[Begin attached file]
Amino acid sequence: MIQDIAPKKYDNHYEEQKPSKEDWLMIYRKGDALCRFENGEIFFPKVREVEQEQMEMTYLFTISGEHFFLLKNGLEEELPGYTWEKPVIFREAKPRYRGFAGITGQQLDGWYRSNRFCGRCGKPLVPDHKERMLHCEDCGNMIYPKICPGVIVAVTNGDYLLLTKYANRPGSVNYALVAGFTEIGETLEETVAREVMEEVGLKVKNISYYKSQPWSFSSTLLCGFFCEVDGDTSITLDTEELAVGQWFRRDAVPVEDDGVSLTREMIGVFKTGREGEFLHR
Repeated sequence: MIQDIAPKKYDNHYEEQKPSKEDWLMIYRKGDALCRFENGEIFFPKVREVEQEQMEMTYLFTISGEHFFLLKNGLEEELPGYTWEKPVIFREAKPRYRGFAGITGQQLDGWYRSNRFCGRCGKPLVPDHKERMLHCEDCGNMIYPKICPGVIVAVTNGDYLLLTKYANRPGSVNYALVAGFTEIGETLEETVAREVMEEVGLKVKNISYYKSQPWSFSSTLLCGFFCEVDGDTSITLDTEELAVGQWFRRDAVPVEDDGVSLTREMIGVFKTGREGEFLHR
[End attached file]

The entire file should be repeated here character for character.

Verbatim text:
Amino acid sequence: MIQDIAPKKYDNHYEEQKPSKEDWLMIYRKGDALCRFENGEIFFPKVREVEQEQMEMTYLFTISGEHFFLLKNGLEEELPGYTWEKPVIFREAKPRYRGFAGITGQQLDGWYRSNRFCGRCGKPLVPDHKERMLHCEDCGNMIYPKICPGVIVAVTNGDYLLLTKYANRPGSVNYALVAGFTEIGETLEETVAREVMEEVGLKVKNISYYKSQPWSFSSTLLCGFFCEVDGDTSITLDTEELAVGQWFRRDAVPVEDDGVSLTREMIGVFKTGREGEFLHR
Repeated sequence: MIQDIAPKKYDNHYEEQKPSKEDWLMIYRKGDALCRFENGEIFFPKVREVEQEQMEMTYLFTISGEHFFLLKNGLEEELPGYTWEKPVIFREAKPRYRGFAGITGQQLDGWYRSNRFCGRCGKPLVPDHKERMLHCEDCGNMIYPKICPGVIVAVTNGDYLLLTKYANRPGSVNYALVAGFTEIGETLEETVAREVMEEVGLKVKNISYYKSQPWSFSSTLLCGFFCEVDGDTSITLDTEELAVGQWFRRDAVPVEDDGVSLTREMIGVFKTGREGEFLHR